The "bulk" or "body" connection, if shown, is shown connected to the back of the channel with an arrow indicating PMOS or NMOS. Arrows always point from P to N, so an NMOS (N-channel in P-well or P-substrate) has the arrow pointing in (from the bulk to the channel). If the bulk is connected to the source (as is generally the case with discrete devices) it is sometimes angled to meet up with the source leaving the transistor. If the bulk is not shown (as is often the case in IC design as they are generally common bulk) an inversion symbol is sometimes used to indicate PMOS, alternatively an arrow on the source may be used in the same way as for bipolar transistors (out for nMOS, in for pMOS). ...
For the symbols in which the bulk, or body, terminal is shown, it is here shown internally connected to the source... This is a typical configuration, but by no means the only important configuration. In general, the MOSFET is a four-terminal device, and in integrated circuits many of the MOSFETs share a body connection, not necessarily connected to the source terminals of all the transistors." [MOSFET. Wikipedia]
The symbols example "Design elements - MOSFET" was drawn using the ConceptDraw PRO diagramming and vector drawing software extended with the Electrical Engineering solution from the Engineering area of ConceptDraw Solution Park. Read more
MOSFET symbols
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The vector stencils library "Transistors" contains 30 symbols of transistors drawing electronic schematics and circuit diagrams.
"A transistor is a semiconductor device used to amplify and switch electronic signals and electrical power. It is composed of semiconductor material with at least three terminals for connection to an external circuit. A voltage or current applied to one pair of the transistor's terminals changes the current through another pair of terminals. Because the controlled (output) power can be higher than the controlling (input) power, a transistor can amplify a signal. Today, some transistors are packaged individually, but many more are found embedded in integrated circuits.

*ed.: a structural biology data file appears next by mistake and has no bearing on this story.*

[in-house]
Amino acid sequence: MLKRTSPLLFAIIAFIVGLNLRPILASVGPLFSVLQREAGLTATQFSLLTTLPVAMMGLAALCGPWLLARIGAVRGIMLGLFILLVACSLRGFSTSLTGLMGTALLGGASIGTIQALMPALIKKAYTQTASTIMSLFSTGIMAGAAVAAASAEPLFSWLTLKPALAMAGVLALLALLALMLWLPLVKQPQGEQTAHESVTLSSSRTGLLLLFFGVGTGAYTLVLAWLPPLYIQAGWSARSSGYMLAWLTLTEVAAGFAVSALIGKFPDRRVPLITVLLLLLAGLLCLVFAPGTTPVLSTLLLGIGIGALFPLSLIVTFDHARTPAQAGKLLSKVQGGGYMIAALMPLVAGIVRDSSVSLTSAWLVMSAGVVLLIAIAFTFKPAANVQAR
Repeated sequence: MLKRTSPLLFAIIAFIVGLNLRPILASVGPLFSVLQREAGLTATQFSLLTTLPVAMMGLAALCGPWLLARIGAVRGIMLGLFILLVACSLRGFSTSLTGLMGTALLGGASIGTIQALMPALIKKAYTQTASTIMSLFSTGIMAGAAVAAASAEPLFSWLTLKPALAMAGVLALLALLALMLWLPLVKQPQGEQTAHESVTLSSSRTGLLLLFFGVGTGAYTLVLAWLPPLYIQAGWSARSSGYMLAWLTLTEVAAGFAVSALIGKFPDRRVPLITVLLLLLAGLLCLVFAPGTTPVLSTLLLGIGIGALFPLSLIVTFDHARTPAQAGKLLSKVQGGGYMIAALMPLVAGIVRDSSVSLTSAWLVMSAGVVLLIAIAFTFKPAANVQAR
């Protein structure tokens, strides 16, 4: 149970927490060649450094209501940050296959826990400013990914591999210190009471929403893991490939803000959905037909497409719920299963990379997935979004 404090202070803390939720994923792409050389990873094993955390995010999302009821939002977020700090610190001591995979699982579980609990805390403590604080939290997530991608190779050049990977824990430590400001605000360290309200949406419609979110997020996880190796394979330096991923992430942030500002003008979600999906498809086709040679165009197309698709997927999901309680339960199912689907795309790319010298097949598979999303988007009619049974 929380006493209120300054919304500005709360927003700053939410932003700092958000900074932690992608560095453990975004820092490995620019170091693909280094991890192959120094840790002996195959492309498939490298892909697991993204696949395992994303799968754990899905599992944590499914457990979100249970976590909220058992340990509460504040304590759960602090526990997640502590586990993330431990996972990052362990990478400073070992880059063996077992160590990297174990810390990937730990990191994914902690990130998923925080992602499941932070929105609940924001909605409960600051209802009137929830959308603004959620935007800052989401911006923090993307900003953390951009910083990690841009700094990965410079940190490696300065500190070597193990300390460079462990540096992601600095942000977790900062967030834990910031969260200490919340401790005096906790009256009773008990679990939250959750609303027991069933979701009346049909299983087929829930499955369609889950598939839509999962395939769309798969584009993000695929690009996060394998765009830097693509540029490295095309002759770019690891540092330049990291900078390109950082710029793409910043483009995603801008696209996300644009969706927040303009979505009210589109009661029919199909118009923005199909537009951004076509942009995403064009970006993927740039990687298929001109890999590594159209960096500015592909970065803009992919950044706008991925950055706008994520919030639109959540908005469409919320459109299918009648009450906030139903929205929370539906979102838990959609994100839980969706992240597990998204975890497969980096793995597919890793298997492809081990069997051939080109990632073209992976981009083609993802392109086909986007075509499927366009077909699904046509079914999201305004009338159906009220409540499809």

The transistor is the fundamental building block of modern electronic devices, and is ubiquitous in modern electronic systems. ...
Transistors are categorized by:
(1) Semiconductor material...: the metalloids germanium ... and silicon ... in amorphous, polycrystalline and monocrystalline form; the compounds gallium arsenide ... and silicon carbide ..., the alloy silicon-germanium ..., the allotrope of carbon graphene ...
(2) Structure: BJT, JFET, IGFET (MOSFET), insulated-gate bipolar transistor, "other types"
(3) Electrical polarity (positive and negative): n–p–n, p–n–p (BJTs); n-channel, p-channel (FETs)
(4) Maximum power rating: low, medium, high
(5) Maximum operating frequency: low, medium, high, radio (RF), microwave frequency...
(6) Application: switch, general purpose, audio, high voltage, super-beta, matched pair
(7) Physical packaging: through-hole metal, through-hole plastic, surface mount, ball grid array, power modules...
(8) Amplification factor..." [Transistor. Wikipedia]
The shapes example "Design elements - Transistors" was drawn using the ConceptDraw PRO diagramming and vector drawing software extended with the Electrical Engineering solution from the Engineering area of ConceptDraw Solution Park. Read more
Transistor symbols
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The vector stencils library "Qualifying" contains 56 qualifying symbols of radiation, polarity, phase, windings, wire, ground, connection, connector, coaxial, electret.
Use these signs to annotate or specify characteristics of objects in electrical drawings, electronic schematics, circuit diagrams, electromechanical drawings, and wiring diagrams, cabling layout diagrams.
"An electrical drawing, is a type of technical drawing that shows information about power, lighting, and communication for an engineering or architectural project. Any electrical working drawing consists of "lines, symbols, dimensions, and notations to accurately convey an engineering's design to the workers, who install the electrical system on the job".
A complete set of working drawings for the average electrical system in large projects usually consists of: